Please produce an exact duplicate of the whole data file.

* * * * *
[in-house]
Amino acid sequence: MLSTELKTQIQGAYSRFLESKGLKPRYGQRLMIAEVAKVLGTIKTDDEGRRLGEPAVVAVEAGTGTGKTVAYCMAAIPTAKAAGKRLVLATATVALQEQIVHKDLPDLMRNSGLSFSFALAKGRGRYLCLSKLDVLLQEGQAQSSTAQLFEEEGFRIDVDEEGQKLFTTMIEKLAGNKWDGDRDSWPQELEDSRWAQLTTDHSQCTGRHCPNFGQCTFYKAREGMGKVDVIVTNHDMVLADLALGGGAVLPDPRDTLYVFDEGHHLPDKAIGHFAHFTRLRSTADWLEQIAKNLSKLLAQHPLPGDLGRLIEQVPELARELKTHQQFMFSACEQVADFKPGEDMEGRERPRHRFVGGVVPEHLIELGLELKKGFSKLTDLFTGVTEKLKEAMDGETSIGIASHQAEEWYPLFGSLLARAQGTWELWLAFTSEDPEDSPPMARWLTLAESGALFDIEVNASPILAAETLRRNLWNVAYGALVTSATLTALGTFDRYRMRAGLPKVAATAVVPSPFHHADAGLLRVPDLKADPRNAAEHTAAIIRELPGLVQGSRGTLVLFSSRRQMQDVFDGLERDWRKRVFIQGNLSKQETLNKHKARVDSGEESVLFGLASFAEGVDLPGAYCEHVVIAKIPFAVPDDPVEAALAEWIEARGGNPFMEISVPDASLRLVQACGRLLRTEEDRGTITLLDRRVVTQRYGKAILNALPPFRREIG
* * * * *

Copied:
[in-house]
Amino acid sequence: MLSTELKTQIQGAYSRFLESKGLKPRYGQRLMIAEVAKVLGTIKTDDEGRRLGEPAVVAVEAGTGTGKTVAYCMAAIPTAKAAGKRLVLATATVALQEQIVHKDLPDLMRNSGLSFSFALAKGRGRYLCLSKLDVLLQEGQAQSSTAQLFEEEGFRIDVDEEGQKLFTTMIEKLAGNKWDGDRDSWPQELEDSRWAQLTTDHSQCTGRHCPNFGQCTFYKAREGMGKVDVIVTNHDMVLADLALGGGAVLPDPRDTLYVFDEGHHLPDKAIGHFAHFTRLRSTADWLEQIAKNLSKLLAQHPLPGDLGRLIEQVPELARELKTHQQFMFSACEQVADFKPGEDMEGRERPRHRFVGGVVPEHLIELGLELKKGFSKLTDLFTGVTEKLKEAMDGETSIGIASHQAEEWYPLFGSLLARAQGTWELWLAFTSEDPEDSPPMARWLTLAESGALFDIEVNASPILAAETLRRNLWNVAYGALVTSATLTALGTFDRYRMRAGLPKVAATAVVPSPFHHADAGLLRVPDLKADPRNAAEHTAAIIRELPGLVQGSRGTLVLFSSRRQMQDVFDGLERDWRKRVFIQGNLSKQETLNKHKARVDSGEESVLFGLASFAEGVDLPGAYCEHVVIAKIPFAVPDDPVEAALAEWIEARGGNPFMEISVPDASLRLVQACGRLLRTEEDRGTITLLDRRVVTQRYGKAILNALPPFRREIG